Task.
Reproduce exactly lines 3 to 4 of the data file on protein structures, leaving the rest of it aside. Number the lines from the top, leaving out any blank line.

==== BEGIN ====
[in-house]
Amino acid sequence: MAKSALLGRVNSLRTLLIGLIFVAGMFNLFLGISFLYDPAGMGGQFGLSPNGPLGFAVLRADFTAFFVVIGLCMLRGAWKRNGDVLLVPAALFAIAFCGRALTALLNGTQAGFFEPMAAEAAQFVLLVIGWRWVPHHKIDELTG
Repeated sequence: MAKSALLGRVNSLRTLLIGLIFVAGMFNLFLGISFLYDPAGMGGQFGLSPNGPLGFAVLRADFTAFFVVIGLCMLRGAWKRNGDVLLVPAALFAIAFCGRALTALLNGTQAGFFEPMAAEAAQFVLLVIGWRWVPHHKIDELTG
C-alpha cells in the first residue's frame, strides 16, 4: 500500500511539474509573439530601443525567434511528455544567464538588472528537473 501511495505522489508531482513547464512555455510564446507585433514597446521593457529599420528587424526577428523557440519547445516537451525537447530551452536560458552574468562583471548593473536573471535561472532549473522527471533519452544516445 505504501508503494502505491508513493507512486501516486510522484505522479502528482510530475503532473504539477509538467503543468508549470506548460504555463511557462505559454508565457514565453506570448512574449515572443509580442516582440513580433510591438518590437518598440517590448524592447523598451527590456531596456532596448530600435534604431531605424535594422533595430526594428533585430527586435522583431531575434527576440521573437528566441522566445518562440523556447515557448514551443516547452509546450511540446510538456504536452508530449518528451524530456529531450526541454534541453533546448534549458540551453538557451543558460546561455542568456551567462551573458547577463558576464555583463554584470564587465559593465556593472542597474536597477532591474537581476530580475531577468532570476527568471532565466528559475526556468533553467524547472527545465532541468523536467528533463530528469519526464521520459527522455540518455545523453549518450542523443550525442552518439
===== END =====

Repeated sequence: MAKSALLGRVNSLRTLLIGLIFVAGMFNLFLGISFLYDPAGMGGQFGLSPNGPLGFAVLRADFTAFFVVIGLCMLRGAWKRNGDVLLVPAALFAIAFCGRALTALLNGTQAGFFEPMAAEAAQFVLLVIGWRWVPHHKIDELTG
C-alpha cells in the first residue's frame, strides 16, 4: 500500500511539474509573439530601443525567434511528455544567464538588472528537473 501511495505522489508531482513547464512555455510564446507585433514597446521593457529599420528587424526577428523557440519547445516537451525537447530551452536560458552574468562583471548593473536573471535561472532549473522527471533519452544516445 505504501508503494502505491508513493507512486501516486510522484505522479502528482510530475503532473504539477509538467503543468508549470506548460504555463511557462505559454508565457514565453506570448512574449515572443509580442516582440513580433510591438518590437518598440517590448524592447523598451527590456531596456532596448530600435534604431531605424535594422533595430526594428533585430527586435522583431531575434527576440521573437528566441522566445518562440523556447515557448514551443516547452509546450511540446510538456504536452508530449518528451524530456529531450526541454534541453533546448534549458540551453538557451543558460546561455542568456551567462551573458547577463558576464555583463554584470564587465559593465556593472542597474536597477532591474537581476530580475531577468532570476527568471532565466528559475526556468533553467524547472527545465532541468523536467528533463530528469519526464521520459527522455540518455545523453549518450542523443550525442552518439